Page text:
by / December 1st, 2010 /

Assassin’s Creed: Brotherhood (X360, PS3)

Taking up immediately after its predecessor, Assassin’s Creed II, left off, Brotherhood plunges the player back into the life and times of Ezio Auditore, at the start of the 16th Century, as he bids for revenge against the dastardly Borgia family, led by the power-hungry Cesare and his vampish sister, Lucrezia.

When the Borgia attack his family home at Monteriggioni, killing his beloved uncle in the process, Ezio plots revenge on the Rome-based family, hooking up with a variety of allies, including the scheming (obviously) Machiavelli, king of the thieves, La Volpe, and our old inventor pal, Leonardo DaVinci.

The gameplay isn’t massively different to both previous games in the series, with similar panoramic views, climbing sequences and exploration, but the developers have upped the ante again in terms of the variety of missions in the story mode, with everything from flirting with flower sellers to fixing cannons, and a few very memorable sequences, including firing one of Leonardo’s machine-guns at squadrons of mounted cavalry while racing down country lanes pulled by a team of horses or negotiating the dome of the Pantheon without being spotted in order to assassinate and impersonate a Borgia treasure guard or the innate sense of satisfaction inherent in taking out a rotund banker in the midst of an orgy-esque party (particularly satisfying in today’s straitened Ireland).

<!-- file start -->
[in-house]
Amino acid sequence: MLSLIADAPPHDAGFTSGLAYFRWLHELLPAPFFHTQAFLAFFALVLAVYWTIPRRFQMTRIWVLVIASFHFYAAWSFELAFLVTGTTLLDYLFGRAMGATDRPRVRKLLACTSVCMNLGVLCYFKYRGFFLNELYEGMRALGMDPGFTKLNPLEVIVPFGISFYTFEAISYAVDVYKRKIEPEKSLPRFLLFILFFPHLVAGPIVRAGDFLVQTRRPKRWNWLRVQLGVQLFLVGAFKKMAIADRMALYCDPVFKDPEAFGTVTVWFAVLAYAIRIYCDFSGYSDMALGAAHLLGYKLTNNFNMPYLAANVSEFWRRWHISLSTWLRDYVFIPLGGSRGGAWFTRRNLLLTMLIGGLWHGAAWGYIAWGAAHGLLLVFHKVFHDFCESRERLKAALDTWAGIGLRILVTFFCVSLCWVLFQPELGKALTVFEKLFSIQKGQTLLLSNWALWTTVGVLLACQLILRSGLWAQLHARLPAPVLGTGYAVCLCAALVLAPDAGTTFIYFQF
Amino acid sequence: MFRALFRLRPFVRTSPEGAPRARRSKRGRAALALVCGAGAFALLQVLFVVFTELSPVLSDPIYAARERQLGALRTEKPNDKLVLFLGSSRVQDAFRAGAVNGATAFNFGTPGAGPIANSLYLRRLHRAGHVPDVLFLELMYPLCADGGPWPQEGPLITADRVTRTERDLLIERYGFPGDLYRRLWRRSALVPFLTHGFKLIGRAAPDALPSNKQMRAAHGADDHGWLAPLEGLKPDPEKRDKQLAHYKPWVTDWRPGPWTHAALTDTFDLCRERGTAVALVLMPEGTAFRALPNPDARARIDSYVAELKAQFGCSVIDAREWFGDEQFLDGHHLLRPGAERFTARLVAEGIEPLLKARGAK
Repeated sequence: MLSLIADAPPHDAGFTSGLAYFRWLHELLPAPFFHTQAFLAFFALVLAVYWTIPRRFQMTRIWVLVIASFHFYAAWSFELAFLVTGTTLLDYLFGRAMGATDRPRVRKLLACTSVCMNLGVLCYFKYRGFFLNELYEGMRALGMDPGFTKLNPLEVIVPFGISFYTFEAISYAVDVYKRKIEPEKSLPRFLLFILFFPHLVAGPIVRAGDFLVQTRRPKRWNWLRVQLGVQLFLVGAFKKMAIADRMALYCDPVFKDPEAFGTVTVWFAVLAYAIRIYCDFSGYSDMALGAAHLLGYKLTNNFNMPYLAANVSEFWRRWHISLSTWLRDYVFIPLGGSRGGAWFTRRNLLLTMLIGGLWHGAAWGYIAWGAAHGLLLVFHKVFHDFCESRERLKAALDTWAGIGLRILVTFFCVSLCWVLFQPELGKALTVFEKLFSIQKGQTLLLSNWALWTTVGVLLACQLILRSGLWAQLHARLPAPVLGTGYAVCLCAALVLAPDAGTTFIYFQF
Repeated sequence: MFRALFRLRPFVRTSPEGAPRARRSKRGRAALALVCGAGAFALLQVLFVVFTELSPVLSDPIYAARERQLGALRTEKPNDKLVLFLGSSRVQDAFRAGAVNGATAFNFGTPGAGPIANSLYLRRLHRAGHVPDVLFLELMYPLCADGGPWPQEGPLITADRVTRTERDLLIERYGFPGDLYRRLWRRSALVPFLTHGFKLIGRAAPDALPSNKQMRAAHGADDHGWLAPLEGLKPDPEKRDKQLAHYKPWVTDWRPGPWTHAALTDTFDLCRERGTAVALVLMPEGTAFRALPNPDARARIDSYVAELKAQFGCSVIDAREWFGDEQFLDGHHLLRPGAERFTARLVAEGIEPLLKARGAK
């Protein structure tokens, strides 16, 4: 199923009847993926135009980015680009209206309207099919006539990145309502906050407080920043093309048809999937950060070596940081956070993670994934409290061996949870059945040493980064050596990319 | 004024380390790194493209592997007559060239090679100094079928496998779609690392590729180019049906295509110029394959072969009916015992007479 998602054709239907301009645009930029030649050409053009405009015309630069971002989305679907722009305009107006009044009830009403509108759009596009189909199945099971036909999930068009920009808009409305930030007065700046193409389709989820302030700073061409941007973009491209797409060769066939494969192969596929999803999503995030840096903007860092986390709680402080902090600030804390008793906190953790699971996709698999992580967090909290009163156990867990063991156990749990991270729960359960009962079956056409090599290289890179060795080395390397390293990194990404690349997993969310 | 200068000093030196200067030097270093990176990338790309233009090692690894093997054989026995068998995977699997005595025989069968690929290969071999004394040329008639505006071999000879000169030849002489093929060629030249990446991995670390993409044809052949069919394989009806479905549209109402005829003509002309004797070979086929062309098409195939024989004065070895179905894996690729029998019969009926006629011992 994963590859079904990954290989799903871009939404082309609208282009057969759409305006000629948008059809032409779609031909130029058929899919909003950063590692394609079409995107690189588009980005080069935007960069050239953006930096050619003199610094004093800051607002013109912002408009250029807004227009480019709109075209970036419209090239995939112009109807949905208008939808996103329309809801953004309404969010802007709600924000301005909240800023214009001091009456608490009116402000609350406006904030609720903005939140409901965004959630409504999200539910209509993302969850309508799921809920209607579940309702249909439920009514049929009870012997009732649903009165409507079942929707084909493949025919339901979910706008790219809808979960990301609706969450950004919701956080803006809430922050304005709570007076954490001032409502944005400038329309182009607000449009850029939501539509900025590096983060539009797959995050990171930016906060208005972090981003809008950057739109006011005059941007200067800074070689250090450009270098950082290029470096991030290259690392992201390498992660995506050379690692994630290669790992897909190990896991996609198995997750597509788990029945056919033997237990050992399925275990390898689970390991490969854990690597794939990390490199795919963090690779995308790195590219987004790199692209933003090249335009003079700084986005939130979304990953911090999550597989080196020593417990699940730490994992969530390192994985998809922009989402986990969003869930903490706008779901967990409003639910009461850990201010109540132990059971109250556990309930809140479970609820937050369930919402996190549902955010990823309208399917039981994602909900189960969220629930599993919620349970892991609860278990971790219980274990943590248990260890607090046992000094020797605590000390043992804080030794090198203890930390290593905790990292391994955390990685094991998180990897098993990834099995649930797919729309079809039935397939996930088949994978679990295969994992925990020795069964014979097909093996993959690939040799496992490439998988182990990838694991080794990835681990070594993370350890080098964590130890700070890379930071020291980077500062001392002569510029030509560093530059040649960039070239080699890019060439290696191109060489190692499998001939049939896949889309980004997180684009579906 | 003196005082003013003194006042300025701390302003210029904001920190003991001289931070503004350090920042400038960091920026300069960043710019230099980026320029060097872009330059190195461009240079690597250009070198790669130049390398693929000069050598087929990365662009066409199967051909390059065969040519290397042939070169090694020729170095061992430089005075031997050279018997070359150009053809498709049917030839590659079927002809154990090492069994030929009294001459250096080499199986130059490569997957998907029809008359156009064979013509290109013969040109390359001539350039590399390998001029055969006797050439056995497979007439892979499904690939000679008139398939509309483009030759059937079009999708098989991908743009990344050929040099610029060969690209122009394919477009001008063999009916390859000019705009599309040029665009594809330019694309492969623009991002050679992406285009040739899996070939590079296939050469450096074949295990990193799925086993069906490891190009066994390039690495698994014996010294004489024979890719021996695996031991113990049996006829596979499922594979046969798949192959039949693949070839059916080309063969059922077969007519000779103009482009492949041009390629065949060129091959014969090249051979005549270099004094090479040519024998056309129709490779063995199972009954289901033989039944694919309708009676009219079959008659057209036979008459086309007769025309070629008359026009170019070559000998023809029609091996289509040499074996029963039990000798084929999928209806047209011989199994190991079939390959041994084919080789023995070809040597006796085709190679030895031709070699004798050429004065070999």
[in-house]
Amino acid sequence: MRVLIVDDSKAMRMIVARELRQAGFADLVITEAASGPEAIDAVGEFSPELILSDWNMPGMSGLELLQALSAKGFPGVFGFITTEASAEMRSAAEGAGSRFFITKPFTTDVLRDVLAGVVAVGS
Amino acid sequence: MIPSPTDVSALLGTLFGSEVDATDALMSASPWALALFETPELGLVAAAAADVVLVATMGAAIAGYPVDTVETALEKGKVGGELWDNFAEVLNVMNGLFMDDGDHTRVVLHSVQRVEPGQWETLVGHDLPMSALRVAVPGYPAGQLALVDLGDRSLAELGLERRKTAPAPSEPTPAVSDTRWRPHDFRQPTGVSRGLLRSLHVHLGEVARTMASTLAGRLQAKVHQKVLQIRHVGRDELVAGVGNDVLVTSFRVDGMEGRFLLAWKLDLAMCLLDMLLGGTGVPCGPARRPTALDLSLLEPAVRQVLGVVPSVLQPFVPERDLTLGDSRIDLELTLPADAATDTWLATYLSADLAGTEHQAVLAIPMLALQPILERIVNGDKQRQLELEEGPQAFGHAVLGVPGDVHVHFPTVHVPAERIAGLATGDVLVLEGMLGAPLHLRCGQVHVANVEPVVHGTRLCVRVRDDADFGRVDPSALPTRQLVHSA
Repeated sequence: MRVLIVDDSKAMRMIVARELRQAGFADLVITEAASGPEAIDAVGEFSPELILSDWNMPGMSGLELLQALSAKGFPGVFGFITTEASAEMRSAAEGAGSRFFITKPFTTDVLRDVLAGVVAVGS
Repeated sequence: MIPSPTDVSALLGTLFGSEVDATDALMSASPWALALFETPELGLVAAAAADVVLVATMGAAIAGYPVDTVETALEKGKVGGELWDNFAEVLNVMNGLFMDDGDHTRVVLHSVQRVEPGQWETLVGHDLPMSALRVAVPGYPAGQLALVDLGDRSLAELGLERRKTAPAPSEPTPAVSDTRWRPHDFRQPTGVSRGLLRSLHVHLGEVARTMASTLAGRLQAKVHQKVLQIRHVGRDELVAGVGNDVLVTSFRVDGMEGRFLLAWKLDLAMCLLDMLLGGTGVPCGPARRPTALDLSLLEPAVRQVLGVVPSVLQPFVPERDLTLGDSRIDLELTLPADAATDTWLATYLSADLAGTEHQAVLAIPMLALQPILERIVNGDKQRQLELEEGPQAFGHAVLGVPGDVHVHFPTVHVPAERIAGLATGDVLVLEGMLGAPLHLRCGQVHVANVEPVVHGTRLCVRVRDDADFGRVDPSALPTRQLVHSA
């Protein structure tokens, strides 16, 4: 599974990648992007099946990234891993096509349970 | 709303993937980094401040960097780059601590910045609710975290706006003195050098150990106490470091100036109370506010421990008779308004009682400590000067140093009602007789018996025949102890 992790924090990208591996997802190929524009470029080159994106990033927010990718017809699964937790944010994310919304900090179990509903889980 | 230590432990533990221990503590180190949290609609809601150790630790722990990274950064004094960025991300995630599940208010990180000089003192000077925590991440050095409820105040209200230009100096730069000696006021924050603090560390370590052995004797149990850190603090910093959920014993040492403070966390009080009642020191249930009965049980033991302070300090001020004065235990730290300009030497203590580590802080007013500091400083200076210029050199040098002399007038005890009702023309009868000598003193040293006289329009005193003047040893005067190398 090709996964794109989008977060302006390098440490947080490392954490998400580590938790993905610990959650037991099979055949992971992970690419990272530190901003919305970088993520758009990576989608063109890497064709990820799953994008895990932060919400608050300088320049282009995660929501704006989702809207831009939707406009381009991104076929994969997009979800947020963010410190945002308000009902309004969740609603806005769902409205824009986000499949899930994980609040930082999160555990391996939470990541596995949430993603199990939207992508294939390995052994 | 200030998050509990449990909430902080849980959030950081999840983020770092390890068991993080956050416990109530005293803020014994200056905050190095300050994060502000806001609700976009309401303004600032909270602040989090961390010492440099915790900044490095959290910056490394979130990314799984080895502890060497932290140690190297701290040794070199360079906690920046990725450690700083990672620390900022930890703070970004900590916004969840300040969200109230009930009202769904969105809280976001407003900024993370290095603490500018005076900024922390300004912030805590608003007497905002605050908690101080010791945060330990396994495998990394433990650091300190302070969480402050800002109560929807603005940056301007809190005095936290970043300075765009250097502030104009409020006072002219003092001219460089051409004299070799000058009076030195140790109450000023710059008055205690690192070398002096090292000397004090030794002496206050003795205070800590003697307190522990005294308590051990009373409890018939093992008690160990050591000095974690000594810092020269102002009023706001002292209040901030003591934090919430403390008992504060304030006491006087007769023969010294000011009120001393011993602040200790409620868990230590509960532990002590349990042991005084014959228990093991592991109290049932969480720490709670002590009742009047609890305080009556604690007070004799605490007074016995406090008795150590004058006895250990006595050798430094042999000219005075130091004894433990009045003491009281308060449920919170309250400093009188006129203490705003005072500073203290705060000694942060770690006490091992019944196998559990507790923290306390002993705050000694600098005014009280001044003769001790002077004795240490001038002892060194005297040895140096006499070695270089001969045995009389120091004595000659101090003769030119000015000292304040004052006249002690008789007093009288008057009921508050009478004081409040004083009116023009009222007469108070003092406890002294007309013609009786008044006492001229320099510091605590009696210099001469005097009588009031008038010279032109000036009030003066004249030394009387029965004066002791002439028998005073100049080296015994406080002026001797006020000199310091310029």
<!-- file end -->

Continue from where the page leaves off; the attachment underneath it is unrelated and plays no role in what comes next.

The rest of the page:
As you progress, you also unlock the ability to add other citizens to the Assassins’ cause, creating the ‘brotherhood’ of the title, and you can then deploy your team of knife and sword wielding killers any time you get in trouble, which is extremely handy. You also get to purchase various stores and places of historical interest around the city, once you have freed them from the influence of the Borgia towers, by killing the commander of said tower and then setting it alight, in the process freeing the populace from the influence of the powerful family.

Add in a running battle with the vulpine Followers of Romulus, some action-packed present day sequences where you play as Desmond, the latest Assassin recruit (and descendant of Ezio and his predecessor from the first game, Altair), and the sheer joy of exploring the wonderfully detailed and vast city of Rome, and you have another hugely enjoyable game, with hours of playing time.